When Task Estimates Fail

Of course, the only valid reason for estimation is prediction. We want to predict the cost and duration of delivery for some set of working software capabilities. If we didn’t care about time and cost, we wouldn’t waste our time trying to predict. We realize that software task estimates alone are insufficient for this prediction. But at the heart, the task estimates being predictable; correctly representing the work that the team needs to do within some finite predictable variance is essential. Task estimates are the core of the plan.

Software estimates are unreliable because there no reliable units of measure for software output. We act like the work is repeatable, because we are building components that have the same name, follow the same pattern, or use the same paradigm. In reality, every software component we build solves a slightly different problem. The environment that we build in and test against can act as constraints. The company sponsoring the build or hosting the environments can impose constraints in practice that limit our output. Even though it appears to us like we are doing repetitive or repeatable tasks, they vary internally, and environmentally, in ways that alter our delivery cost.

Project planning requires making and adjusting assumptions on top of the task estimates. How much time does my team spend doing administrative activities, how many developers can I assign to the same feature without making people idle waiting on each other. How many developers can we effectively manage without hitting a point of diminishing returns. How much time will developers spend fixing quality issues. How much time will developers spend on normal re-work when decisions invalidate work performed under earlier decisions or assumptions. Developer task estimates cannot account for these assumptions.

Software developers are not always aware of the risks surrounding the tasks. Standing up an enterprise architecture infrastructure, coming to grips with design decisions, team formation, collaboration costs, poorly defined or continually evolving business need, staffing, etc – so those are not really task estimation risks – those are project estimation risks – in my mind a completely different problem. BTW – we usually suck at that too.

I was recently working with a team to determine what tasks are necessary for a single screen with a grid, a dropdown, and a couple buttons with navigation to and from the screen and oh some business rules governing input; my current team was short about 4 ideal days or effort days on a 10 day initial estimate. Interestingly enough, we finished nearly as scheduled, but we missed a couple of tasks because me made design decisions along the way that necessitated additional work, or re-work. My experience is that teams start task estimation with a average variance of about 50% and ultimately get no better than a average variance of 20% as they grow together. The best teams get better at estimating as they go along, because they remind themselves of their former errors and assumptions that turned out to be flawed. They learn. They become more predictable over time.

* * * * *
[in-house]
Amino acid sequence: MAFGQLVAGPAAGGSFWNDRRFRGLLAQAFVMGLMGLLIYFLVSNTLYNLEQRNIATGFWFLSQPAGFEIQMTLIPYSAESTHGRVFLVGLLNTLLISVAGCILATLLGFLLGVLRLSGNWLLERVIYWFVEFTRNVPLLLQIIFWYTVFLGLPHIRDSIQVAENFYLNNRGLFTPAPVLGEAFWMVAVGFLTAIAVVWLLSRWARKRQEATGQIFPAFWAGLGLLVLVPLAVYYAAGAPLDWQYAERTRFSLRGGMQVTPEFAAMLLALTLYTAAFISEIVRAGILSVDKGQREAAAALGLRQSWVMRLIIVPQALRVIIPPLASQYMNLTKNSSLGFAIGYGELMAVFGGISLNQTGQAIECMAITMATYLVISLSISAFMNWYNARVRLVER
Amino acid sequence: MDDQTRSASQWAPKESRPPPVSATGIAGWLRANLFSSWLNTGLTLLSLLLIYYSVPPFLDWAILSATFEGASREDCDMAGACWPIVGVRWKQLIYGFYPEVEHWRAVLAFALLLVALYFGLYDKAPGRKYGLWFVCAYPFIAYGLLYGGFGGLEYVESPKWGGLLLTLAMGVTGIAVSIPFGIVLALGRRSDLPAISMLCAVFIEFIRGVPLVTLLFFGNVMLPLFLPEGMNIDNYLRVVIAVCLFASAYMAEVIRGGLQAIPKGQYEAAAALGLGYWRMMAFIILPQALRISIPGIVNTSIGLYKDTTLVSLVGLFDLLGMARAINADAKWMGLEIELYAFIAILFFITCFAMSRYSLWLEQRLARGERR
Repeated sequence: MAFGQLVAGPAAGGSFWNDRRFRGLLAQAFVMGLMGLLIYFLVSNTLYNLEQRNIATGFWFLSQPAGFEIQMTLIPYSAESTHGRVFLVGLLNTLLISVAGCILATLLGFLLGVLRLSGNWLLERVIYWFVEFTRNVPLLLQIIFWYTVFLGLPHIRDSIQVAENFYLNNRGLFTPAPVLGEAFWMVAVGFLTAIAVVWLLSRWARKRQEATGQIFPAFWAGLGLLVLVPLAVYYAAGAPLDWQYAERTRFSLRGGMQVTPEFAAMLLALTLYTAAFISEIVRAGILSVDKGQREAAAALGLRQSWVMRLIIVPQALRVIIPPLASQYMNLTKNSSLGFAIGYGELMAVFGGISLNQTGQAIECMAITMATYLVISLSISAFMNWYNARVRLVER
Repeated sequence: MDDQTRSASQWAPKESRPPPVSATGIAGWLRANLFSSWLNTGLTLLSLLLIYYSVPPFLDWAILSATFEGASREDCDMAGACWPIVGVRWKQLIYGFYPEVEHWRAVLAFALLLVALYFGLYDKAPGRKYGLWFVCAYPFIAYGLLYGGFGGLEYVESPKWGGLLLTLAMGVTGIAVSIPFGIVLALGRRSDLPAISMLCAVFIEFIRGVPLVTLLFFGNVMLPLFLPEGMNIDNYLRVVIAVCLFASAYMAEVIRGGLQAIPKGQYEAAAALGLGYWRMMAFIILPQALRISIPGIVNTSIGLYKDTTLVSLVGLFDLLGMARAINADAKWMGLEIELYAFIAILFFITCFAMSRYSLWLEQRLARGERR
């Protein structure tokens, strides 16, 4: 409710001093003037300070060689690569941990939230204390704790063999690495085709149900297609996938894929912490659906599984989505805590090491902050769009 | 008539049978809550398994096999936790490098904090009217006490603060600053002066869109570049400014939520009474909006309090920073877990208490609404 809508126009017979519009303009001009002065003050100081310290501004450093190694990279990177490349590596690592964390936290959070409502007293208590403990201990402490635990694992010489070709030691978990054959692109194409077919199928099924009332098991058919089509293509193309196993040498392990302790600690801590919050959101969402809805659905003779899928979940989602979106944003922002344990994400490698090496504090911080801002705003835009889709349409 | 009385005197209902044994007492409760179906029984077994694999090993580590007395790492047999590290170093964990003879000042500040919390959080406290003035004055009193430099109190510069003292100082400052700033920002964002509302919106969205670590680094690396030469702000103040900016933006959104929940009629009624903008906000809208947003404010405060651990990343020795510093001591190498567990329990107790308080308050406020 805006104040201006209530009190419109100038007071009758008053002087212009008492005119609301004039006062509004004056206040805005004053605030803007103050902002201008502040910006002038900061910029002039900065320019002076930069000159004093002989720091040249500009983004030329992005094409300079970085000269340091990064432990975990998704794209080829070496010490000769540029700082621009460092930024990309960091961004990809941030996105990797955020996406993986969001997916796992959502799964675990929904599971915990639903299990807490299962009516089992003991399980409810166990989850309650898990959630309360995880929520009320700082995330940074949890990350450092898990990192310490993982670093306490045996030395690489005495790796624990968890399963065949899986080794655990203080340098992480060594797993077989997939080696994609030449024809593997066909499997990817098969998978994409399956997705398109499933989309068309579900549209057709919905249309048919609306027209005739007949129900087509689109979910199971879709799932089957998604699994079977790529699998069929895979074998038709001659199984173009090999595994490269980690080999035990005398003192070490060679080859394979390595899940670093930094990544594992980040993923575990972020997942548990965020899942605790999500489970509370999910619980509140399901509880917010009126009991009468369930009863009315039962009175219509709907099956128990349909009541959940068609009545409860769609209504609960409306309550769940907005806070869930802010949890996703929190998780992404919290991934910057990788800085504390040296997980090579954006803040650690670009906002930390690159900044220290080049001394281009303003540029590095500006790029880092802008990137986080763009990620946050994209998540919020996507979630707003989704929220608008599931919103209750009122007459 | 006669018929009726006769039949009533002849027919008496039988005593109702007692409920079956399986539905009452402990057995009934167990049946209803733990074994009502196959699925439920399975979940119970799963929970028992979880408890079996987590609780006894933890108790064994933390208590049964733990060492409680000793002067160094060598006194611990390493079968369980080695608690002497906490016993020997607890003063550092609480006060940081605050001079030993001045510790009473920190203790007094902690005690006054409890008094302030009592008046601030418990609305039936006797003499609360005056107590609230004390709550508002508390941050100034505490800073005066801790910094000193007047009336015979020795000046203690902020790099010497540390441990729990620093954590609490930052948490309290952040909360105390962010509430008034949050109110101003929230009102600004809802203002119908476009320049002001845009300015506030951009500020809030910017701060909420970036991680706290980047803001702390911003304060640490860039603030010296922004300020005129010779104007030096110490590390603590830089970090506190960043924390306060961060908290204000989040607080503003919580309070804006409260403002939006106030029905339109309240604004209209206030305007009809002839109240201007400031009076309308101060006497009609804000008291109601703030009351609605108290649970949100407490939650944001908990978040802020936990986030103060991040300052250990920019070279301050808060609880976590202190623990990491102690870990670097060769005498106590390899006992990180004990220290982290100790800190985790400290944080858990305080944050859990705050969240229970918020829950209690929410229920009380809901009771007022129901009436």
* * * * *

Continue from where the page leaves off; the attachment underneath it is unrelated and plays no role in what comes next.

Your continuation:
However simple task estimates are insufficient to plan the delivery of an application. The person managing the risk – project manager, scrum master, team lead is responsible for understanding all the risks not directly related to the tasks themselves. If they are unfamiliar with business domain, customer behavior patterns, organizational structure and strategy, enterprise technical constraints, people and personalities within the team, management style and issues in the technology organization – they will be less effective capturing, quantifying and articulating these risks, and planning to mitigate them (adding work or slack to the plan) or negotiating the acceptance of risk by stakeholders beyond the project team. Leadership is key to risk management.

The 2-3x variance between estimate and actual result that people often say is common is usually not the result of developers estimating tasks poorly. It is the result of project leadership making bad risk decisions, forcing the development team to accept risk because they were not able to capture, quantify or articulate it to stake holders and get better decisions made.

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